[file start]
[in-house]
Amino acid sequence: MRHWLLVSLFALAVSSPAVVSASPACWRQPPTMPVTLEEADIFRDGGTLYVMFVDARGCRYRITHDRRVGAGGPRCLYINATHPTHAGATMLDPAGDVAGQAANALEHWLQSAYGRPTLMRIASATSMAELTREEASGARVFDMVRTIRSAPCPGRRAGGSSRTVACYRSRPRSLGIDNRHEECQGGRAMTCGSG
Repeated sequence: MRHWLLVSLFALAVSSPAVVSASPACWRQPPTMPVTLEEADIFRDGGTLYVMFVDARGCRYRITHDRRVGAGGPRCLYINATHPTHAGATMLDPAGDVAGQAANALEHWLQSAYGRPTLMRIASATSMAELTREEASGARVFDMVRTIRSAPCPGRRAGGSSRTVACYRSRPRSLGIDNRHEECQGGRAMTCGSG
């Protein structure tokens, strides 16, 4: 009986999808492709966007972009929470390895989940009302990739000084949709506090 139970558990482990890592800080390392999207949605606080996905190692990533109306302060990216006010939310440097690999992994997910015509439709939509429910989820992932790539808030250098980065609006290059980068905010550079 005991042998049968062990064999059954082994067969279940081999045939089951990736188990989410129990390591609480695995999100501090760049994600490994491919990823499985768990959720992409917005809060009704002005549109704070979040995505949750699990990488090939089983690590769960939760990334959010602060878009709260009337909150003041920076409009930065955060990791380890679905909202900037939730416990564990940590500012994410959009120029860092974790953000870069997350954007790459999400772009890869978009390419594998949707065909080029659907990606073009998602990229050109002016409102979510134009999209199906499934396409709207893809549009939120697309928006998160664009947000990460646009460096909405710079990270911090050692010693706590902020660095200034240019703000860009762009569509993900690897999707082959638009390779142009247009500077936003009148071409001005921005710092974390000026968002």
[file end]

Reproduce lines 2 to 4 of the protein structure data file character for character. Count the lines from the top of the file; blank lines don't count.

Amino acid sequence: MRHWLLVSLFALAVSSPAVVSASPACWRQPPTMPVTLEEADIFRDGGTLYVMFVDARGCRYRITHDRRVGAGGPRCLYINATHPTHAGATMLDPAGDVAGQAANALEHWLQSAYGRPTLMRIASATSMAELTREEASGARVFDMVRTIRSAPCPGRRAGGSSRTVACYRSRPRSLGIDNRHEECQGGRAMTCGSG
Repeated sequence: MRHWLLVSLFALAVSSPAVVSASPACWRQPPTMPVTLEEADIFRDGGTLYVMFVDARGCRYRITHDRRVGAGGPRCLYINATHPTHAGATMLDPAGDVAGQAANALEHWLQSAYGRPTLMRIASATSMAELTREEASGARVFDMVRTIRSAPCPGRRAGGSSRTVACYRSRPRSLGIDNRHEECQGGRAMTCGSG
């Protein structure tokens, strides 16, 4: 009986999808492709966007972009929470390895989940009302990739000084949709506090 139970558990482990890592800080390392999207949605606080996905190692990533109306302060990216006010939310440097690999992994997910015509439709939509429910989820992932790539808030250098980065609006290059980068905010550079 005991042998049968062990064999059954082994067969279940081999045939089951990736188990989410129990390591609480695995999100501090760049994600490994491919990823499985768990959720992409917005809060009704002005549109704070979040995505949750699990990488090939089983690590769960939760990334959010602060878009709260009337909150003041920076409009930065955060990791380890679905909202900037939730416990564990940590500012994410959009120029860092974790953000870069997350954007790459999400772009890869978009390419594998949707065909080029659907990606073009998602990229050109002016409102979510134009999209199906499934396409709207893809549009939120697309928006998160664009947000990460646009460096909405710079990270911090050692010693706590902020660095200034240019703000860009762009569509993900690897999707082959638009390779142009247009500077936003009148071409001005921005710092974390000026968002």